Marathoner helps kids ‘run their race’

Father Michael Tobin met baby Joey with her mother Caitlin McCabe Polson at mile 20 of the Boston Marathon April 15. By running the marathon the priest raised funds to help children like Joey have needed heart surgeries. (Photo Special to The Record)

What began as the fulfillment of a personal goal became a life-changing endeavor when Father Michael Tobin entered the Boston Marathon as a charity runner this spring.

He finished the April 15 race in four hours, 21 minutes and 52 seconds. But that’s not really the number that counts.

Father Tobin, who is pastor of two parishes, managed to raise $46,455 for his charity team — the David Ortiz Children’s Fund — with the help of his parishioners and staff, as well as individuals who donated online.

The money will pay for nine children with Down syndrome to have potentially life-saving heart surgeries.

“It’s more than running a race with a good time, it’s about letting someone else run their race, their life,” he said in an interview after the marathon.

He encountered one of those lives at mile 20. Caitlin McCabe Polson and her nine-month-old daughter Josephine, who goes by “Joey,” were waiting for him. Joey is expected to receive one of the surgery grants from his fundraising efforts.

“It was a small miracle; I’d never met them,” Father Tobin said of their meeting on the race course. He knew they’d be at a tent near mile 20. “When I got there and saw the tent, I just started yelling.”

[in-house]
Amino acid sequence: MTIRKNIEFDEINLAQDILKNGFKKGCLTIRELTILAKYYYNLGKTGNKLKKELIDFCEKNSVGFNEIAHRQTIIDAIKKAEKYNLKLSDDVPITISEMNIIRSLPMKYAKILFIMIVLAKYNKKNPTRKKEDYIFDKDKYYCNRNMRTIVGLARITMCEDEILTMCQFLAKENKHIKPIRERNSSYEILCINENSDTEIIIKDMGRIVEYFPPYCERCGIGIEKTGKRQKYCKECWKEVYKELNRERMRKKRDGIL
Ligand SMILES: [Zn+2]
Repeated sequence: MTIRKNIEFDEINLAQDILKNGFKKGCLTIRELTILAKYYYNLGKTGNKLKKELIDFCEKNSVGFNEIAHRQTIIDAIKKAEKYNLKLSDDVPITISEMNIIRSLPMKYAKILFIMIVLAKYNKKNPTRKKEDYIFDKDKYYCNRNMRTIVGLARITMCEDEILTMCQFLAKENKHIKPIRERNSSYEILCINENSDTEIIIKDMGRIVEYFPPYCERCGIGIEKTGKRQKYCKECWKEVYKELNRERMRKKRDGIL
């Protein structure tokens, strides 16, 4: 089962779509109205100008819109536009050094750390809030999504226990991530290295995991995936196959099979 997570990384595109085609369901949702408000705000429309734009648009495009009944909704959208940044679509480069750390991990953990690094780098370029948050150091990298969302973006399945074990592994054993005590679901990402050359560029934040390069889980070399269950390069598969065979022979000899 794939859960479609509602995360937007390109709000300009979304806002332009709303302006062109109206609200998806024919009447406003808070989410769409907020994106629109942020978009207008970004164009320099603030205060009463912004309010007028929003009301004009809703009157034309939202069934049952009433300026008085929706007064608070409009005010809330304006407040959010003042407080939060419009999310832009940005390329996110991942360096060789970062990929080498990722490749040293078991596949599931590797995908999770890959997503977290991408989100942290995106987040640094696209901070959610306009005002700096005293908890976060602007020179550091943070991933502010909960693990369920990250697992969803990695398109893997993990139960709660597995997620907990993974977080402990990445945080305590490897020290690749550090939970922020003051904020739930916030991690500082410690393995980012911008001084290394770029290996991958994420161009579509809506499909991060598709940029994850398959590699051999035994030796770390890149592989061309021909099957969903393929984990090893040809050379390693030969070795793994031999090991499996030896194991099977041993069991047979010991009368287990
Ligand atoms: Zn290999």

Father Tobin wore baby Joey’s name emblazoned on his racing shirt, along with another child’s name, Max.

Max Michalak’s family encouraged Father Tobin to ramp up his fundraising efforts, making a donation and explaining the importance of these surgeries to children like Max, who had heart surgery last summer and was given just six months to live.

“I wore Max’s wristband during my race and I personally ironed on Max’s Name to my racing singlet. He was with me all the way,” said Father Tobin.

He first met Max as a daily communicant at his parish in Shelbyville, Ky., the Church of the Annunciation.

“I have enjoyed bending low at daily Mass to give him Holy Communion,” he said.

On Thursday, Max’s mother, Penny Michalak asked for Max to be anointed. Father Tobin said he gave Max the apostolic blessing for the dying. His condition was not expected to improve, Father Tobin said.

These things were far from Father Tobin’s mind when he first planned his 26.2-mile run in Boston.

He’s run 36 marathons since 2005 and running Boston had been a long-term goal. With the 25th anniversary of his priesthood on the horizon last fall, Father Tobin had an idea: In lieu of gifts, he’d ask for donations to help him win a spot on a charitable team. His parishioners from Annunciation and  St. John Chrysostom Church in Eminence, Ky., didn’t disappoint. Their initial donation of $4,000 helped him win a spot on Team Papi and began his quest to fund heart surgeries.

While he’s elated to have run in Boston, Father Tobin said he could have run a better marathon. He began it with a touch of “Boston Madness.”

“I awakened with this zeal to try to race the entire 26 miles. My training only allowed me to race the first 21. At 21.1, I started growing really fatigued because I ran faster than my training,” he said.

“It’s common to people who are running Boston for the first time. You get so thrilled and excited.”

In all, Father Tobin’s excitement was fueled by about 60 donors. He said he’s thankful for every one as he celebrates his 25th anniversary as a priest.

Read Father Tobin’s first-person account here.

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